We analyze whether subjects with extensive laboratory experience and first-time participants, who voluntarily registered for the experiment, differ in their behavior. Subjects play four one-shot, two-player games: a trust game, a beauty contest, an ultimatum game, a traveler’s dilemma and, in addition, we conduct a single-player lying task and elicit risk preferences. We find few significant differences. In the trust game, experienced subjects are less trustworthy and they also trust less. Furthermore, experienced subjects submit fewer non-monotonic strategies in the risk elicitation task. We find no differences whatsoever in the other decisions. Nevertheless, the minor differences observed between experienced and inexperienced subjects may be relevant because we document a potential recruitment bias: the share of inexperienced subjects may be lower in the early recruitment waves.
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Employing the strategy method in the trust game may have an impact on decisions. See Burks et al. (2003), Brandts and Charness (2011) or Casari and Cason (2009). Also the fact that participants played both roles in the trust game might have an impact on fairness considerations. Playing both roles may reduce the degree of trust and trustworthiness, see for example Burks et al. (2003) or Johnson and Mislin (2011).
As the UG was conducted effectively as a simultaneous-move game, we have multiple Nash equilibria but selection criteria such as trembling-hand perfection or weak dominance would yield the equilibrium reported above.
After the payoff-relevant throw, we encouraged the subjects to keep on throwing the die in order to test whether the die was fair. In the end, subjects had to report the result of their first throw. Participants were seated in individual cubicles and were not monitored by anyone during this task, so lying can only be detected at the aggregate level and not at the individual level.
An English translation of the instructions can be found in the online appendix.
Our power calculations are (with the exception of BC) based on treatment effects reported in the literature where subjects are randomly assigned to treatments, whereas we are not looking at random assignments when we compare experienced vs. inexperienced subjects.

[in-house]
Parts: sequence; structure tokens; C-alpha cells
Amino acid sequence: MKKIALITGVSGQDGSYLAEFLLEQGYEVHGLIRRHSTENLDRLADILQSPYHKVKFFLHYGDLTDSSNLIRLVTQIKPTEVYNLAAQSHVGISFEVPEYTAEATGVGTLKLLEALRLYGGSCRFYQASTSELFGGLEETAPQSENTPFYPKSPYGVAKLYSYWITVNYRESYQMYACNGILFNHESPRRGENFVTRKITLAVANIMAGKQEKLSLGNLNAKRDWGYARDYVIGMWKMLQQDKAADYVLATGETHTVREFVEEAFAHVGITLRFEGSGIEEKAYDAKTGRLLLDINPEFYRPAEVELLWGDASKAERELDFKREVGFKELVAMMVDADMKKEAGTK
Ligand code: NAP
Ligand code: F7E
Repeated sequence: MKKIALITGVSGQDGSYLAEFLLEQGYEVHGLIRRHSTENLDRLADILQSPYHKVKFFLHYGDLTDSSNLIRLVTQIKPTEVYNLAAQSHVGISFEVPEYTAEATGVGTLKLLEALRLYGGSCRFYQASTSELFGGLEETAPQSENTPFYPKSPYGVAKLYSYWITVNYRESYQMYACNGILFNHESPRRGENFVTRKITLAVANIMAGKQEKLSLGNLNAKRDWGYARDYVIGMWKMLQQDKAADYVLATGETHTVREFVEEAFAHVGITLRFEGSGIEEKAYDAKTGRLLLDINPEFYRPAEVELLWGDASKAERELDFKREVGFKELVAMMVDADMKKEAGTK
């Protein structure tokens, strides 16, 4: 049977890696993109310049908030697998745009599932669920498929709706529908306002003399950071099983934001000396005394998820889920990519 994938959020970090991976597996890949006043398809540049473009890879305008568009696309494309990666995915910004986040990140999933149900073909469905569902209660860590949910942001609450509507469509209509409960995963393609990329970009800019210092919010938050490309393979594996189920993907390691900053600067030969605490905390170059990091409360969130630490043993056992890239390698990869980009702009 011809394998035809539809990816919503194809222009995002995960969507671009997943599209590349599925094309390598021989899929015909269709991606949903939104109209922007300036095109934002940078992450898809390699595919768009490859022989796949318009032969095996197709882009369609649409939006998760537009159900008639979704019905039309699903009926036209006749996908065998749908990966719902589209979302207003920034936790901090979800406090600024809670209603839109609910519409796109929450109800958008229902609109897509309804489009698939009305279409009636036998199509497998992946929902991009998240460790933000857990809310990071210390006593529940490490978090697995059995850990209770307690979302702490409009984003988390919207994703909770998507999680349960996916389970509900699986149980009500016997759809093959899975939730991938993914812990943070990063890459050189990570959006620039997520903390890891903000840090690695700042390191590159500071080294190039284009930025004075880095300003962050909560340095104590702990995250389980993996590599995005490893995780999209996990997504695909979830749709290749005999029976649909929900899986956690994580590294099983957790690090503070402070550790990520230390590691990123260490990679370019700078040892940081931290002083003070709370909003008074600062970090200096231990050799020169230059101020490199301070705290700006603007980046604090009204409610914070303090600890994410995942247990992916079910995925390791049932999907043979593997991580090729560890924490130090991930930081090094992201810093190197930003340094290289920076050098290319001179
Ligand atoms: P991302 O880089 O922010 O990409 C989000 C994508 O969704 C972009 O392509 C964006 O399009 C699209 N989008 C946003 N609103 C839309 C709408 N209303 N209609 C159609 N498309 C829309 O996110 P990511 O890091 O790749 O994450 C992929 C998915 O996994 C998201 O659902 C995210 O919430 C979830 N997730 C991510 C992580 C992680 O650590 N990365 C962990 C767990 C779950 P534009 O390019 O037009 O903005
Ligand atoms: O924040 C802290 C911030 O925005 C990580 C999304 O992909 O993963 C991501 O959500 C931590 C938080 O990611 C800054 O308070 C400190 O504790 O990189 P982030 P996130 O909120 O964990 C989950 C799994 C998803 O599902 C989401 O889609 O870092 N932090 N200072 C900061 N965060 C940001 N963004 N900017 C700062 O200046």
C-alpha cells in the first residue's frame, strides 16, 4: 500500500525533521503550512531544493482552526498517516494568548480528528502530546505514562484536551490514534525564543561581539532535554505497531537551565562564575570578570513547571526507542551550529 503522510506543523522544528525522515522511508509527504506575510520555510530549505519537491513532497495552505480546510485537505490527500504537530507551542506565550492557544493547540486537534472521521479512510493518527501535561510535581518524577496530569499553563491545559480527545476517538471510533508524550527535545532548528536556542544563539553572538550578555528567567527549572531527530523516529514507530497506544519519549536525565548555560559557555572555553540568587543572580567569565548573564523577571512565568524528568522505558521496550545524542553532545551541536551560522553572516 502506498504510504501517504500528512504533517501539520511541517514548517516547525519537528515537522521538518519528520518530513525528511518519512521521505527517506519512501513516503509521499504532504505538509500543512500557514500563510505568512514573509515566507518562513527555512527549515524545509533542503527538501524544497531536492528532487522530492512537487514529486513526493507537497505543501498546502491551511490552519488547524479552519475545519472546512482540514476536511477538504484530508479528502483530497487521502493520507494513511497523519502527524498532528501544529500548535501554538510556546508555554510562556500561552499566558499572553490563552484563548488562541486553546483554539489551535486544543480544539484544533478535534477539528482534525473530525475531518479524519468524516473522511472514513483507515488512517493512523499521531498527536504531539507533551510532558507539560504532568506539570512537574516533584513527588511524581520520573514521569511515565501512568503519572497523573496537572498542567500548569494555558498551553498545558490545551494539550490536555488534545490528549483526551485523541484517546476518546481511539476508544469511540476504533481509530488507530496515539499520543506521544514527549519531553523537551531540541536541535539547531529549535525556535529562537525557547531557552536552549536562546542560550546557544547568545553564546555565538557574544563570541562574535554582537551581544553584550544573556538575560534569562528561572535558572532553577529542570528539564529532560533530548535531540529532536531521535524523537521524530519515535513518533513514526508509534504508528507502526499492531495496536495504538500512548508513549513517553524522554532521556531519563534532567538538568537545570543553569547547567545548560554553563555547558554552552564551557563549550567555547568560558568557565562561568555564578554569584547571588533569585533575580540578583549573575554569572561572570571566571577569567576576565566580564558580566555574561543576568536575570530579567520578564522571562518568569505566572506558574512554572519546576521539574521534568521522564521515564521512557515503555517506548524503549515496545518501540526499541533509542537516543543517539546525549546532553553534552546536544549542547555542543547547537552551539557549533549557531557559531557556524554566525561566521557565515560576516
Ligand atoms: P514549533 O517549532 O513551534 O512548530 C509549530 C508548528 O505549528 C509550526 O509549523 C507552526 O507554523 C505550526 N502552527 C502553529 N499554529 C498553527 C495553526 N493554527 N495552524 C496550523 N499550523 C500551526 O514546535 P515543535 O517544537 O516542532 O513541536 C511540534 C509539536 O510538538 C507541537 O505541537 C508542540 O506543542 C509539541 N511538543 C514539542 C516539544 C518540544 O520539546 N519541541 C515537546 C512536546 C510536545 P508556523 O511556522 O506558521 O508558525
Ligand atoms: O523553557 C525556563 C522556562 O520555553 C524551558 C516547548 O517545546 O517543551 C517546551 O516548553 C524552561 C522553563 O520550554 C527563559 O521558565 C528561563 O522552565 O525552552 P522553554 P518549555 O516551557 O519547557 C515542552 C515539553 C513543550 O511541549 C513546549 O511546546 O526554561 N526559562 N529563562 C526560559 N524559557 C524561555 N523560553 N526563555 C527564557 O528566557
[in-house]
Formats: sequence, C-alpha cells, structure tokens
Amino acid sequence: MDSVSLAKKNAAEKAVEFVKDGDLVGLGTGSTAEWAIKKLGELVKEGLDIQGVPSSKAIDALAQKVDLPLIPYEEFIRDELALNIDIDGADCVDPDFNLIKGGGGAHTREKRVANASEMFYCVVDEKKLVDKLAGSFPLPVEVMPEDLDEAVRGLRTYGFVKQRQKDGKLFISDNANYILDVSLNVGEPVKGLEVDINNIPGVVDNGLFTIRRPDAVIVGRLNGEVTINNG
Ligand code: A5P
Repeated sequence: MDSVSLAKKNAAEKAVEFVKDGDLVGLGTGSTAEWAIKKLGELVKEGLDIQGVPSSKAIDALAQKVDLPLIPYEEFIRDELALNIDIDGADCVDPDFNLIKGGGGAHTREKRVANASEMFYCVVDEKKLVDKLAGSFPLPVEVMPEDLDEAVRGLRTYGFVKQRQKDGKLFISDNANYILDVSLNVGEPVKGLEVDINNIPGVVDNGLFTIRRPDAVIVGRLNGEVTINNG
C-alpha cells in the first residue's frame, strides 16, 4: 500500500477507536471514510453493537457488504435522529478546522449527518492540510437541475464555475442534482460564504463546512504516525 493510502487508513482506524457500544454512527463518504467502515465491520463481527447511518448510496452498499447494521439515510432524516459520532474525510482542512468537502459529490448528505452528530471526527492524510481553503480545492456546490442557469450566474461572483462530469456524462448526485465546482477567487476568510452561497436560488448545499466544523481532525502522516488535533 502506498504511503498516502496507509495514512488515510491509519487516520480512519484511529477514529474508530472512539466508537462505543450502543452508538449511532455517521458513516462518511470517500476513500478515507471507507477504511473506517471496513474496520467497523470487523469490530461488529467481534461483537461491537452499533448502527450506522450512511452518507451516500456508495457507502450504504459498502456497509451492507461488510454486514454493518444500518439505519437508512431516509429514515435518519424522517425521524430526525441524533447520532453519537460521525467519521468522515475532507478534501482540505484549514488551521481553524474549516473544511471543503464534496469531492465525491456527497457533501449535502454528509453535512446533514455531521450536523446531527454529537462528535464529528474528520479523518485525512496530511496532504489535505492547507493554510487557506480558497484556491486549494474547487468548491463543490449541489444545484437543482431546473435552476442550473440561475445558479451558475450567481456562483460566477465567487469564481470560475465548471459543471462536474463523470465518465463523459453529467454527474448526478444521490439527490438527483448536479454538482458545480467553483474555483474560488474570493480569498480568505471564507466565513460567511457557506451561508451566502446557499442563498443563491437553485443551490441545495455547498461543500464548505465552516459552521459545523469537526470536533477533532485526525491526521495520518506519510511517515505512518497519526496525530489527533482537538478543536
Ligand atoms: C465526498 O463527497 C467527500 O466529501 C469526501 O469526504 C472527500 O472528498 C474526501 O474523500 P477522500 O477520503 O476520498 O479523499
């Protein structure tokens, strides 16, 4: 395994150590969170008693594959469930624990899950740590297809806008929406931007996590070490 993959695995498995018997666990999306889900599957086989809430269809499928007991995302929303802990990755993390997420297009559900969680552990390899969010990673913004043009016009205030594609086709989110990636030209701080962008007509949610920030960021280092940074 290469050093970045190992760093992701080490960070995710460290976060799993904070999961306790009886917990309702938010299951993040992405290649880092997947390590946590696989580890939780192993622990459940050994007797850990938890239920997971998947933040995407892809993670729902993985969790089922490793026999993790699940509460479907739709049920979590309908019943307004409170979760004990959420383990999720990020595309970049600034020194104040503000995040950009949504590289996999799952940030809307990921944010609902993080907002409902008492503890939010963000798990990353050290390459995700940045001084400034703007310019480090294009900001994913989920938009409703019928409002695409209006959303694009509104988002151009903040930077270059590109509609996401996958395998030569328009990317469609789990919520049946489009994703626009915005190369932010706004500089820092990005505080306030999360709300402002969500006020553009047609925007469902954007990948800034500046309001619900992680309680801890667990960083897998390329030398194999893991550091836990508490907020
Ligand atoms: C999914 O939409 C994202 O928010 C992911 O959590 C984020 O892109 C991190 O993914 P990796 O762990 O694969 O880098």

We note that we have two hypotheses here regarding UG1 which might, and in our data actually do, give rise to different hypotheses. Hypothesis 1 (2) suggests lower offers made by experienced subjects but since the payoff-maximizing offer turns out to be above the average, Hypothesis 2 (3) suggests experienced subjects make higher offers. We do not maintain hypotheses regarding RE. If experienced subjects earn higher payoffs, this might translate into less risk-averse attitudes. This, however, would be an indirect conclusion about preferences whereas direct evidence on risk preferences (Cleave et al., 2013) is not in favor of such a hypothesis.
Since we conduct eight different tests here, we may encounter false positives due to multiple testing. If we Bonferroni-correct our p-values, we obtain a critical p-value of \(0.05/8=0.00625\), and so only TG1 would remain significant. The Bonferroni method controls for the family-wise error rate and is known to be rather conservative. Following Benjamini and Hochberg (1995), we can alternatively control for the false discovery rate. This suggests a critical p-value of \(0.056\cdot2/8 = 0.014\), on the basis of a significance level of 0.056, and we can maintain significance of our results for TG1 and TG2.
This result does not change when we include maos of one (which are also payoff maximizing) in the analysis.
Choices in TG1 and TG2 are strongly correlated (\(\rho =0.51\), \(p<0.01\)). Blanco et al. (2014) suggest that a consensus effect may be driving this correlation: subjects who choose exploit in TG2 overestimate the share of people who exploit. In other words, the belief when making the TG1 choice is biased toward players’ own TG2 decision and the two choices are positively correlated. This would explain why, in TG1, experienced subjects choose optimally less often than inexperienced subjects.
Following Holt and Laury (2002), we simply count the number of safe choices, also for subjects with non-monotone decisions.
The direction of causality is not obvious here: inexperienced subjects may be slow because they are inexperienced, or inexperienced subjects may be (or remain) inexperienced because they respond slowly.
While we do not study treatments, the recruitment bias we find has implications when (in-)experienced subjects are unevenly distributed across treatments.
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We are grateful to our editor, Bob Slonim, and two anonymous referees for helpful comments. Also Tim Cason’s and Hannah Schildberg-Hörisch’s comments helped improving the paper. Thanks also to Brit Grosskopf and Rosemarie Nagel for sharing their data with us.
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Benndorf, V., Moellers, C. & Normann, H. Experienced vs. inexperienced participants in the lab: do they behave differently?. J Econ Sci Assoc 3, 12–25 (2017). https://doi.org/10.1007/s40881-017-0036-z
- Experienced subjects
- Laboratory methods
- Trust game